Senate Majority Leader Harry Reid has a message for the Republicans: Stand in the way of confirming over a dozen judicial nominees, as you’ve threatened to, and the country can watch for weeks as you hold up the bipartisan JOBS Act. I dare you.
Ever since President Obama used his recess appointment power to install the director of a powerful consumer protection agency, and members of the National Labor Relations Board, Senate Republicans have threatened to hold up all of his other pending nominees. Including judges.
Normally, there’s little a majority leader can do to thwart a determined minority bent on grinding the Senate to a halt. But Reid believes he’s found the leverage he needs.Reid pulled procedural levers Monday to force action on 17 stalled, non-controversial judicial nominees to federal trial courts — just as the Senate was expected to take up the House-passed JOBS Act, a modest GOP-led bill to encourage economic growth by loosening regulations on small business capital formation.
That presents Republicans with a conundrum. They might not have the 41 votes to mount a blanket filibuster of the nominees, because many of them did not face GOP opposition in committee. In that case, the nominees would go through, but dissenting senators can potentially eat up weeks of floor time while the JOBS Act sits in limbo; or otherwise accede to Reid’s demands and hand Democrats a win — and a bunch of federal judges.
Senate Minority Leader Mitch McConnell indicated in a floor speech Tuesday he has no intention of letting the nominees be confirmed and blamed Democrats for trying to gum up the works on the small business JOBS Act.
“Look: This is completely transparent, and it’s completely irresponsible,” he said.
“If the Democrat-controlled Senate turns to something contentious instead,” McConnell said, it’ll prove that they’re “not serious when they say they’re focused on jobs” and would “rather spend their time manufacturing gridlock.”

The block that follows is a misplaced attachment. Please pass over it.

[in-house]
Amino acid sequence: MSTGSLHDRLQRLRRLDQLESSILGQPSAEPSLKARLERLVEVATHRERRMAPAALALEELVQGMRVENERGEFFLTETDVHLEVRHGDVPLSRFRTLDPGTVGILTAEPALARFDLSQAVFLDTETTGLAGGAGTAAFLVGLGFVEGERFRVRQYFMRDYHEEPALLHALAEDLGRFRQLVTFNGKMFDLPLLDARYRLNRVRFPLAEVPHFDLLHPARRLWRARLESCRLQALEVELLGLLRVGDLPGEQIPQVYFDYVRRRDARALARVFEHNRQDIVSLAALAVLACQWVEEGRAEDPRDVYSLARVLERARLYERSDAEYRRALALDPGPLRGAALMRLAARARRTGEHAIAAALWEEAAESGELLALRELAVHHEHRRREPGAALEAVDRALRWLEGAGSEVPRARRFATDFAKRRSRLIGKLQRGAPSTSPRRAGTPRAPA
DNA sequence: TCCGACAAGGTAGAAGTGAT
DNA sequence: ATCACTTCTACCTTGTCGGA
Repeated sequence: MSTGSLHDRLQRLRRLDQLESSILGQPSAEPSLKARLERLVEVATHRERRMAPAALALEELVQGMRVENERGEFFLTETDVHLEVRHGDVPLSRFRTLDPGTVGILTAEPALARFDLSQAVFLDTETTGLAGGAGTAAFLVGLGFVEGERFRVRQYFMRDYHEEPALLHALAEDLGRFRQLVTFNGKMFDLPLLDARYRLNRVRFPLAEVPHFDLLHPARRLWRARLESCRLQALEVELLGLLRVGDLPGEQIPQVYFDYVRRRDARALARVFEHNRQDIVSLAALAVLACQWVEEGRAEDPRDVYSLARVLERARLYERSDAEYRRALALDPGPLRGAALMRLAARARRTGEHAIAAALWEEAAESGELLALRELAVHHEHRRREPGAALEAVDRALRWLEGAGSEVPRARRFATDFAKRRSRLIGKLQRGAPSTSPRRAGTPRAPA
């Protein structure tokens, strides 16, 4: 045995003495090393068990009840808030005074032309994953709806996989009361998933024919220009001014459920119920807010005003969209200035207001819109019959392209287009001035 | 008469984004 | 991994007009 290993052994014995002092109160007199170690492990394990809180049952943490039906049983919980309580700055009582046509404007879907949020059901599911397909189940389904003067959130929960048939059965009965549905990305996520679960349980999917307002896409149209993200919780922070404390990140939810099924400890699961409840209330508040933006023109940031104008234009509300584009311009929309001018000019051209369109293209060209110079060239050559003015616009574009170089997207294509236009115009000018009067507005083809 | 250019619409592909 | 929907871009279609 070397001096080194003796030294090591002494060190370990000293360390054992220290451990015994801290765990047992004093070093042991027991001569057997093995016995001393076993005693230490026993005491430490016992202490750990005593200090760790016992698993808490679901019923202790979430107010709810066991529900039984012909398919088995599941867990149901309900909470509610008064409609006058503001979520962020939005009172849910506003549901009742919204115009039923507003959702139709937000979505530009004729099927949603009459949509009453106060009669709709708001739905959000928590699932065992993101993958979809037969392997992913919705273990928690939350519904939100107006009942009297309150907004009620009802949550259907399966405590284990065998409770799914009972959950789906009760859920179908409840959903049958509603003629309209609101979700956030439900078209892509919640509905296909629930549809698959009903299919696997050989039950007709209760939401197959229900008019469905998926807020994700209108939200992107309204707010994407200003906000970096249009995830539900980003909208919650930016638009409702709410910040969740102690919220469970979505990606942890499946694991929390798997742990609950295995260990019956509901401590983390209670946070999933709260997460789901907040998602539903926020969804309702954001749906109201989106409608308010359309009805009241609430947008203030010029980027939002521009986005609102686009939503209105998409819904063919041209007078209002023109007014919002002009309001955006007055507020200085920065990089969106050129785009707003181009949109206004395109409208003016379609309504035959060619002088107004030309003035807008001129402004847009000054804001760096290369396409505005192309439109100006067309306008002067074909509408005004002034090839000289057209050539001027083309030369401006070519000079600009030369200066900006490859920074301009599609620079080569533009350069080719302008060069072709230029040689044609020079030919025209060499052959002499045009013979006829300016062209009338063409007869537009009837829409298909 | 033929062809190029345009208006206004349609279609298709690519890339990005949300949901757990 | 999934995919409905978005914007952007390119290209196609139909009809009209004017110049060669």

Reid is indeed holding the JOBS Act as leverage. But McConnell himself has acknowledged that these judicial nominees are non-controversial. So if he doesn’t have the votes to mount a blanket filibuster of them all and take the issue off the agenda promptly, it would leave lone conservative senators to gum up the works 30 hours at a time per judge. Reid offered to proceed to the JOBS Act immediately — if McConnell agreed to approve the nominees. McConnell refused.
Senate Judiciary Chairman Patrick Leahy (D-VT) used the occasion to demand that the GOP end its “damaging pattern of obstruction and filibusters.”
“It is time for Senate Republicans to do their part and not abuse their rights under our Senate rules and procedures,” Leahy said on the floor. “It is time for them to end the partisan stalling.”
All of this pits Reid and McConnell against each other in a battle of wills. If, in the end, Republicans decide to tie up the Senate floor for weeks with votes on these judges, it will touch off a public spin battle with Democrats over who, in reality, are responsible for holding up the JOBS Act. Alternatively, the leaders could resolve the standoff quietly behind closed doors, if the temperature gets too hot for both. That’s what your Congress is doing for you this week.
This article has been updated for clarity.